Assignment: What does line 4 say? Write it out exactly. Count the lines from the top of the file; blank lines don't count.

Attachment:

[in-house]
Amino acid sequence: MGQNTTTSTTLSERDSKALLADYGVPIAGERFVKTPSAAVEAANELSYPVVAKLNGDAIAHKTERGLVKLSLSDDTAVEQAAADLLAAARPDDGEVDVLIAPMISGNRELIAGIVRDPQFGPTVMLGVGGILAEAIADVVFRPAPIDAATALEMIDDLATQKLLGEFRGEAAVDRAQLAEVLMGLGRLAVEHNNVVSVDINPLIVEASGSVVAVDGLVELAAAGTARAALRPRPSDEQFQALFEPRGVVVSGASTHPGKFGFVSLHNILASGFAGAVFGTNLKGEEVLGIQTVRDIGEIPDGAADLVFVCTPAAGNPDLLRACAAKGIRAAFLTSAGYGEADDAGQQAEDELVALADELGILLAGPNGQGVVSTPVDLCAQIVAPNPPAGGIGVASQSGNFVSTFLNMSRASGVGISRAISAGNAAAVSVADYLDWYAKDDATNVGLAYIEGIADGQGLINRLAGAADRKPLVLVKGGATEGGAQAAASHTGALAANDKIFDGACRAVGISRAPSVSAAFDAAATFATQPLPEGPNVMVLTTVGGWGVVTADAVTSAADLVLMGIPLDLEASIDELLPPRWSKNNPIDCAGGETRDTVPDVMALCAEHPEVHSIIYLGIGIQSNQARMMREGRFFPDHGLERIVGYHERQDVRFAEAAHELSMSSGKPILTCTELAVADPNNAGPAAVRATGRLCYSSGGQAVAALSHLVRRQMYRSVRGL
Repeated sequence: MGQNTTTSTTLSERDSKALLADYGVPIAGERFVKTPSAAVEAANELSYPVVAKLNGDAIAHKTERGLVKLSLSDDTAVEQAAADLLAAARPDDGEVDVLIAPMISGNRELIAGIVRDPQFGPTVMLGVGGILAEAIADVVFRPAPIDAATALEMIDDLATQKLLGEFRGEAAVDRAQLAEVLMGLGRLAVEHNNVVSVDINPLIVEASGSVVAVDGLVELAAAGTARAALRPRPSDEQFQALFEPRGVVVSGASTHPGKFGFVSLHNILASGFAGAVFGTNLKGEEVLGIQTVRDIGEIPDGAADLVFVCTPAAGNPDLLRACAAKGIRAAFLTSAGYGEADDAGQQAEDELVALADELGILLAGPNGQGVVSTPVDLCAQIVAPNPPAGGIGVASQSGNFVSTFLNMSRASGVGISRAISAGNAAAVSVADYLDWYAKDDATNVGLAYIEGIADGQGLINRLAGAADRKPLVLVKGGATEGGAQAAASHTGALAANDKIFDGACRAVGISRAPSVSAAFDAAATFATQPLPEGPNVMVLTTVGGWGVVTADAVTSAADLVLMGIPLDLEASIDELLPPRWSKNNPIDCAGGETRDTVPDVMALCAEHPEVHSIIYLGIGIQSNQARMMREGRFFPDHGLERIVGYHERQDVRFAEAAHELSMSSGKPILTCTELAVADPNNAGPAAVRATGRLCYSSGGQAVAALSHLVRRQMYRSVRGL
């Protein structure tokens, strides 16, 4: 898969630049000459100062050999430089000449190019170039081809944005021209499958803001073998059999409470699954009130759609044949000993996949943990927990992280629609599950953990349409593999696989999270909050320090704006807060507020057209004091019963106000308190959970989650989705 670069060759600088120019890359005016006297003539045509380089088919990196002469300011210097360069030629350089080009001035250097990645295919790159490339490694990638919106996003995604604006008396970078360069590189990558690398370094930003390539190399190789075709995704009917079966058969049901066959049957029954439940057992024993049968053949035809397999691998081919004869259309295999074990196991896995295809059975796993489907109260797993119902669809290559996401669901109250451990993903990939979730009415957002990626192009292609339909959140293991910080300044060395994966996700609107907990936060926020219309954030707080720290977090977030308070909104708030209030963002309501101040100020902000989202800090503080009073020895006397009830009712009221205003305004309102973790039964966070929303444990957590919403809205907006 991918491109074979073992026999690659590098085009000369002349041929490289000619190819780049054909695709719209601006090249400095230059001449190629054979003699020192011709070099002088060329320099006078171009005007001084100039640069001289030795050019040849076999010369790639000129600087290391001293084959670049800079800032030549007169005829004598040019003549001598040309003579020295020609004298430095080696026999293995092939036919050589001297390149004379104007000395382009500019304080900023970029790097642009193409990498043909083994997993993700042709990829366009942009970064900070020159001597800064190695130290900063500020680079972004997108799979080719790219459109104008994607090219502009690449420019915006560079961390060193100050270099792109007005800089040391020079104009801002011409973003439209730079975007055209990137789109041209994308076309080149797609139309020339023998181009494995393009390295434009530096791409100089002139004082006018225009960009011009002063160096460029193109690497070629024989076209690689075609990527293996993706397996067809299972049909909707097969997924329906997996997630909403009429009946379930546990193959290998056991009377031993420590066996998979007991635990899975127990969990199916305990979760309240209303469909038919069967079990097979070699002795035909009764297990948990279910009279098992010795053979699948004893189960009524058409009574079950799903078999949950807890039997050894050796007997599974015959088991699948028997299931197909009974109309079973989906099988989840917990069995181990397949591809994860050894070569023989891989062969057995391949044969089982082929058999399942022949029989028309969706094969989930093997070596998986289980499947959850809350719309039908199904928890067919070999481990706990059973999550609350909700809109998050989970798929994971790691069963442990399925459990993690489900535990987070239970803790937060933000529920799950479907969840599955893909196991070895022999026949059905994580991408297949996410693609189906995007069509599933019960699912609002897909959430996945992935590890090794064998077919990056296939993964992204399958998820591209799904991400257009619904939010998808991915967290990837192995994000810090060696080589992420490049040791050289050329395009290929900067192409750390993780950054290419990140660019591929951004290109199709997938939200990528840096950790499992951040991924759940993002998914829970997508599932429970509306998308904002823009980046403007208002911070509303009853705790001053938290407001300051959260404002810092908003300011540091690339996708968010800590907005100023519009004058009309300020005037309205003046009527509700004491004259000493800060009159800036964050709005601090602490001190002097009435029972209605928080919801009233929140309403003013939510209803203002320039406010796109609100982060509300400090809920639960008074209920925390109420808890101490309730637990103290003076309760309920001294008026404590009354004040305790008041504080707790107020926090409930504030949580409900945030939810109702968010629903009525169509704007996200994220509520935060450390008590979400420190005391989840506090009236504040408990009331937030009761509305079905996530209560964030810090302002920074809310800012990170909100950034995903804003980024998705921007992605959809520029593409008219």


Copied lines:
């Protein structure tokens, strides 16, 4: 898969630049000459100062050999430089000449190019170039081809944005021209499958803001073998059999409470699954009130759609044949000993996949943990927990992280629609599950953990349409593999696989999270909050320090704006807060507020057209004091019963106000308190959970989650989705 670069060759600088120019890359005016006297003539045509380089088919990196002469300011210097360069030629350089080009001035250097990645295919790159490339490694990638919106996003995604604006008396970078360069590189990558690398370094930003390539190399190789075709995704009917079966058969049901066959049957029954439940057992024993049968053949035809397999691998081919004869259309295999074990196991896995295809059975796993489907109260797993119902669809290559996401669901109250451990993903990939979730009415957002990626192009292609339909959140293991910080300044060395994966996700609107907990936060926020219309954030707080720290977090977030308070909104708030209030963002309501101040100020902000989202800090503080009073020895006397009830009712009221205003305004309102973790039964966070929303444990957590919403809205907006 991918491109074979073992026999690659590098085009000369002349041929490289000619190819780049054909695709719209601006090249400095230059001449190629054979003699020192011709070099002088060329320099006078171009005007001084100039640069001289030795050019040849076999010369790639000129600087290391001293084959670049800079800032030549007169005829004598040019003549001598040309003579020295020609004298430095080696026999293995092939036919050589001297390149004379104007000395382009500019304080900023970029790097642009193409990498043909083994997993993700042709990829366009942009970064900070020159001597800064190695130290900063500020680079972004997108799979080719790219459109104008994607090219502009690449420019915006560079961390060193100050270099792109007005800089040391020079104009801002011409973003439209730079975007055209990137789109041209994308076309080149797609139309020339023998181009494995393009390295434009530096791409100089002139004082006018225009960009011009002063160096460029193109690497070629024989076209690689075609990527293996993706397996067809299972049909909707097969997924329906997996997630909403009429009946379930546990193959290998056991009377031993420590066996998979007991635990899975127990969990199916305990979760309240209303469909038919069967079990097979070699002795035909009764297990948990279910009279098992010795053979699948004893189960009524058409009574079950799903078999949950807890039997050894050796007997599974015959088991699948028997299931197909009974109309079973989906099988989840917990069995181990397949591809994860050894070569023989891989062969057995391949044969089982082929058999399942022949029989028309969706094969989930093997070596998986289980499947959850809350719309039908199904928890067919070999481990706990059973999550609350909700809109998050989970798929994971790691069963442990399925459990993690489900535990987070239970803790937060933000529920799950479907969840599955893909196991070895022999026949059905994580991408297949996410693609189906995007069509599933019960699912609002897909959430996945992935590890090794064998077919990056296939993964992204399958998820591209799904991400257009619904939010998808991915967290990837192995994000810090060696080589992420490049040791050289050329395009290929900067192409750390993780950054290419990140660019591929951004290109199709997938939200990528840096950790499992951040991924759940993002998914829970997508599932429970509306998308904002823009980046403007208002911070509303009853705790001053938290407001300051959260404002810092908003300011540091690339996708968010800590907005100023519009004058009309300020005037309205003046009527509700004491004259000493800060009159800036964050709005601090602490001190002097009435029972209605928080919801009233929140309403003013939510209803203002320039406010796109609100982060509300400090809920639960008074209920925390109420808890101490309730637990103290003076309760309920001294008026404590009354004040305790008041504080707790107020926090409930504030949580409900945030939810109702968010629903009525169509704007996200994220509520935060450390008590979400420190005391989840506090009236504040408990009331937030009761509305079905996530209560964030810090302002920074809310800012990170909100950034995903804003980024998705921007992605959809520029593409008219």